Some people think of God, the Father, as harsh and demanding. They read the scariest parts of the Old Testament, and they conclude that God is really someone that you would just rather He didn’t notice you, like my old Junior High principal, Mr. Davenport. You would just as soon that Mr. Davenport wasn’t paying attention to you!

In fact, I used to kind of look at the Father that way – kind of like it was Jesus’ job to protect me from God, the Father. Like the Father didn’t want to love me, but he sort of had to because of what Jesus did. That’s the way I thought about it for years and years in my Christian life. That was what that late-night conversation with Kelley was all about. I felt like God didn’t really like me, but he had to love me because of Jesus.

Let me tell you something: Nothing could be further from the truth. God, the Father, doesn’t have to love us because of what Jesus did. God, the Father, was the one who sent Jesus to do what he did. It was his pleasure. “God, the Father, so loved the world that he sent his one and only Son, that whosoever believes in him would not perish, but have eternal life.” The Father devised a plan by which he could make you, a beloved son or daughter, a member of his family. He chose you before Jesus died.

Some of you know that pain of having an earthly Father that didn’t choose you. You had a Father or step-father that never accepted you for who you were. I have a dear friend whose Father never really chose her, never accepted her. This showed up in many big and little ways in her life, but one literal snapshot of this happened when she was about nine years old. Her family was on summer vacation. They were at a big amusement park they had always wanted to go to. She and her siblings and her mom and dad – they went to take a family photo and her Dad asked her – just her – to step out of the picture. He said “Hey – let’s take a picture with just me, and your mom, and the other kids.” That was her life: Always being asked to step out of the family picture. Can you imagine how that feels? Some of you can. Some of you know that feeling. You have Dads that never chose you. Dads that chose money over you. Dads that chose a hobby over you. Dads that chose a sibling or TV or a bottle over you. You know the pain of not being chosen.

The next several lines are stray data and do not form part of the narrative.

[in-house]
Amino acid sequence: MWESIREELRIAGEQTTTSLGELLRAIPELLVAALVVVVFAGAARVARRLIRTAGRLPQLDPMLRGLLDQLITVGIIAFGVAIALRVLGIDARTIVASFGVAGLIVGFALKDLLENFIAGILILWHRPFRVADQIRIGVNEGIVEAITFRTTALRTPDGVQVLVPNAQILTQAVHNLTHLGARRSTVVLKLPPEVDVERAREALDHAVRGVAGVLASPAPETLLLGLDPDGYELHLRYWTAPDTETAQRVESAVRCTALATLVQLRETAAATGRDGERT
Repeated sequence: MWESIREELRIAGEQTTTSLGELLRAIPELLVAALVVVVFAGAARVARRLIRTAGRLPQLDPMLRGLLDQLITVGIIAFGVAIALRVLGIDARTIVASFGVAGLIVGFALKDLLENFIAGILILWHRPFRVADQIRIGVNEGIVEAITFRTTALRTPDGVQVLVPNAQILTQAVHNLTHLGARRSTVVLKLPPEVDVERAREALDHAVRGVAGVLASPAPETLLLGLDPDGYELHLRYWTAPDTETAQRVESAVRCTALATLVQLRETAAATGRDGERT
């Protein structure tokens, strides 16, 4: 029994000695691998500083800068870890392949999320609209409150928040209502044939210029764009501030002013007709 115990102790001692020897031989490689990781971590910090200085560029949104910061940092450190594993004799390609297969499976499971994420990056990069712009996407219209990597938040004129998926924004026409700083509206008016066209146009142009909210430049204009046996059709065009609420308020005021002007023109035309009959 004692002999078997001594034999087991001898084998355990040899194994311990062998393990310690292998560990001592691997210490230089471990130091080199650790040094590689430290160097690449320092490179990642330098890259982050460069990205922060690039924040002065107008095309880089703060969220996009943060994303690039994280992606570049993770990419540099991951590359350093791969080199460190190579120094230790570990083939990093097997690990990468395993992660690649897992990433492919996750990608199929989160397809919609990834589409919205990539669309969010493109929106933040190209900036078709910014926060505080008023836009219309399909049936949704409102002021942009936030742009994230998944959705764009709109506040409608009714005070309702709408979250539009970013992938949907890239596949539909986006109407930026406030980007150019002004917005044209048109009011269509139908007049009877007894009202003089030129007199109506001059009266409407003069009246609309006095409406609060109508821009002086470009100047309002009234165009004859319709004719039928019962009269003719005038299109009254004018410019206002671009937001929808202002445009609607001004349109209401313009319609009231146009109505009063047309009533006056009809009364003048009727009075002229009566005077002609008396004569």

Please listen closely. I want you to get this in every fiber of your being: This is the opposite of that.
This Father, your Spiritual Father, God the Father, chose you. He chose you. He loves you before you were ever created, before the world was formed, He chose you. He predestined you. In the Greek, the word means to mark out a path. He laid out a path by which you would hear the gospel and know of Him. He drew you to Himself. He said “Come here. I want you in this picture. I want to commune with you. I want to hear what’s going on in your life. I want to share my love, and my wisdom, and my provision with you. I choose you. And my family picture is not complete without you.”

In Christ we are adopted into God’s family. But there’s one more thing we have to notice about this Adoption and really about all the blessings that we are going to find in this prayer. Look at verse 6 Paul says: “to the praise of his glorious grace, which he has freely given us in the One he loves.”

This adoption didn’t come about simply because God likes us and wants to do something nice for us. Paul says it comes to us freely. There’s no cost. All we have to do is believe. But this adoption came about at great cost to the Father. To provide this life, these blessings, this adoption, the Father had to give that which was most precious to him. It cost him the life of his one and only Son. He did it anyway For you.

God loves you. Whether your circumstances are difficult or not, whether people tell you you’re loveable or not, whether you are struggling with sin or not, God loves you. He has made the heavenlies a place of blessing for you. He chose you before the foundation of the world. He has lovingly adopted you into his family. God loves you.

Let’s pray. Today, as we bow our heads maybe some of you have been struggling to feel the love of God. If that’s you, can I ask you to raise your hand? I’d like to pray for you. Others of you maybe you have never known the love of God. Maybe you have.